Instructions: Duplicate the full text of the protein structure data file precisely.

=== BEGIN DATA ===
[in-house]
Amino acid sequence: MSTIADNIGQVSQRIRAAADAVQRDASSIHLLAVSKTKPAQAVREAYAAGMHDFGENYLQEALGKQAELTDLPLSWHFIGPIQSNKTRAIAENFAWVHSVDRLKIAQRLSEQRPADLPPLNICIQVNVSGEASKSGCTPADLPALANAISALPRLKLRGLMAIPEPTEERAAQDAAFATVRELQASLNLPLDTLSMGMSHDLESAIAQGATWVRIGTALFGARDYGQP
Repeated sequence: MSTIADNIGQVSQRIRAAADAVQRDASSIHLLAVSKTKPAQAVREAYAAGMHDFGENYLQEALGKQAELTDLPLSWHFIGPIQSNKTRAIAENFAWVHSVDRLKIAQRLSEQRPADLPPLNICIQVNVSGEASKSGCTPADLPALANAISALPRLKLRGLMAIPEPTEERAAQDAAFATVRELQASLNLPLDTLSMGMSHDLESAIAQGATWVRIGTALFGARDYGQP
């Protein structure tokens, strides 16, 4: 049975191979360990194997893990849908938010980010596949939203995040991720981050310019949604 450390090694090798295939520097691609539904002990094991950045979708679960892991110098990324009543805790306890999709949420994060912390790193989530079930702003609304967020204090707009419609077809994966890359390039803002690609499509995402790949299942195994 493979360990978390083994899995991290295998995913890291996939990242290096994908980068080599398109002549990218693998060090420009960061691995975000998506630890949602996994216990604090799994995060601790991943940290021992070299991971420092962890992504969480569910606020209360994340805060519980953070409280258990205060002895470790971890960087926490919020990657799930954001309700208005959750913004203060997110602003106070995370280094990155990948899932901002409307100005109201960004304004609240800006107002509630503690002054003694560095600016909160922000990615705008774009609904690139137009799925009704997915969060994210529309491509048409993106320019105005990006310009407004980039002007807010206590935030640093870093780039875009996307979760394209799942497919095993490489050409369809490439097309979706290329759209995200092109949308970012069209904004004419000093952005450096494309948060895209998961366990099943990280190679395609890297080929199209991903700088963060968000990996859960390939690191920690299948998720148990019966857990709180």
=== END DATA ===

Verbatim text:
[in-house]
Amino acid sequence: MSTIADNIGQVSQRIRAAADAVQRDASSIHLLAVSKTKPAQAVREAYAAGMHDFGENYLQEALGKQAELTDLPLSWHFIGPIQSNKTRAIAENFAWVHSVDRLKIAQRLSEQRPADLPPLNICIQVNVSGEASKSGCTPADLPALANAISALPRLKLRGLMAIPEPTEERAAQDAAFATVRELQASLNLPLDTLSMGMSHDLESAIAQGATWVRIGTALFGARDYGQP
Repeated sequence: MSTIADNIGQVSQRIRAAADAVQRDASSIHLLAVSKTKPAQAVREAYAAGMHDFGENYLQEALGKQAELTDLPLSWHFIGPIQSNKTRAIAENFAWVHSVDRLKIAQRLSEQRPADLPPLNICIQVNVSGEASKSGCTPADLPALANAISALPRLKLRGLMAIPEPTEERAAQDAAFATVRELQASLNLPLDTLSMGMSHDLESAIAQGATWVRIGTALFGARDYGQP
């Protein structure tokens, strides 16, 4: 049975191979360990194997893990849908938010980010596949939203995040991720981050310019949604 450390090694090798295939520097691609539904002990094991950045979708679960892991110098990324009543805790306890999709949420994060912390790193989530079930702003609304967020204090707009419609077809994966890359390039803002690609499509995402790949299942195994 493979360990978390083994899995991290295998995913890291996939990242290096994908980068080599398109002549990218693998060090420009960061691995975000998506630890949602996994216990604090799994995060601790991943940290021992070299991971420092962890992504969480569910606020209360994340805060519980953070409280258990205060002895470790971890960087926490919020990657799930954001309700208005959750913004203060997110602003106070995370280094990155990948899932901002409307100005109201960004304004609240800006107002509630503690002054003694560095600016909160922000990615705008774009609904690139137009799925009704997915969060994210529309491509048409993106320019105005990006310009407004980039002007807010206590935030640093870093780039875009996307979760394209799942497919095993490489050409369809490439097309979706290329759209995200092109949308970012069209904004004419000093952005450096494309948060895209998961366990099943990280190679395609890297080929199209991903700088963060968000990996859960390939690191920690299948998720148990019966857990709180």